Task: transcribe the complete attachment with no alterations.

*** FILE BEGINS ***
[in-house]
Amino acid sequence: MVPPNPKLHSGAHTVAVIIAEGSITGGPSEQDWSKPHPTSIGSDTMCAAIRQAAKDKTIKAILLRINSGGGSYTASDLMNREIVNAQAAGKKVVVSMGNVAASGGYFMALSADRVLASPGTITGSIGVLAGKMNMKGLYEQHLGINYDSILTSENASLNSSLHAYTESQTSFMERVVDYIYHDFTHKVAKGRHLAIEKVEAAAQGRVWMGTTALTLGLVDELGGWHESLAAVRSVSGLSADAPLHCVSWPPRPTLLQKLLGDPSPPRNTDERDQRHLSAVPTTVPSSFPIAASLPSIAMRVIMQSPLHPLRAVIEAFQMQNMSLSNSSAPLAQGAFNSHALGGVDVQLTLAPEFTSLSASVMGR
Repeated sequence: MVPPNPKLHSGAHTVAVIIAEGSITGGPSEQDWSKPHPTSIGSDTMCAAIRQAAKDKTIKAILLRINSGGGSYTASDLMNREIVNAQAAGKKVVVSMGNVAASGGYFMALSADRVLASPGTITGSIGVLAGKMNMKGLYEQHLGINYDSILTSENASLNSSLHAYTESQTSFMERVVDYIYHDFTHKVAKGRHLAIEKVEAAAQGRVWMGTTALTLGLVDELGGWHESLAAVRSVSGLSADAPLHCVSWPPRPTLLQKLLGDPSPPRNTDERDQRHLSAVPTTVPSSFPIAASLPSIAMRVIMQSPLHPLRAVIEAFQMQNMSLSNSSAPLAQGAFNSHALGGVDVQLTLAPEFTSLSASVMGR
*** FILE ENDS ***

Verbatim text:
[in-house]
Amino acid sequence: MVPPNPKLHSGAHTVAVIIAEGSITGGPSEQDWSKPHPTSIGSDTMCAAIRQAAKDKTIKAILLRINSGGGSYTASDLMNREIVNAQAAGKKVVVSMGNVAASGGYFMALSADRVLASPGTITGSIGVLAGKMNMKGLYEQHLGINYDSILTSENASLNSSLHAYTESQTSFMERVVDYIYHDFTHKVAKGRHLAIEKVEAAAQGRVWMGTTALTLGLVDELGGWHESLAAVRSVSGLSADAPLHCVSWPPRPTLLQKLLGDPSPPRNTDERDQRHLSAVPTTVPSSFPIAASLPSIAMRVIMQSPLHPLRAVIEAFQMQNMSLSNSSAPLAQGAFNSHALGGVDVQLTLAPEFTSLSASVMGR
Repeated sequence: MVPPNPKLHSGAHTVAVIIAEGSITGGPSEQDWSKPHPTSIGSDTMCAAIRQAAKDKTIKAILLRINSGGGSYTASDLMNREIVNAQAAGKKVVVSMGNVAASGGYFMALSADRVLASPGTITGSIGVLAGKMNMKGLYEQHLGINYDSILTSENASLNSSLHAYTESQTSFMERVVDYIYHDFTHKVAKGRHLAIEKVEAAAQGRVWMGTTALTLGLVDELGGWHESLAAVRSVSGLSADAPLHCVSWPPRPTLLQKLLGDPSPPRNTDERDQRHLSAVPTTVPSSFPIAASLPSIAMRVIMQSPLHPLRAVIEAFQMQNMSLSNSSAPLAQGAFNSHALGGVDVQLTLAPEFTSLSASVMGR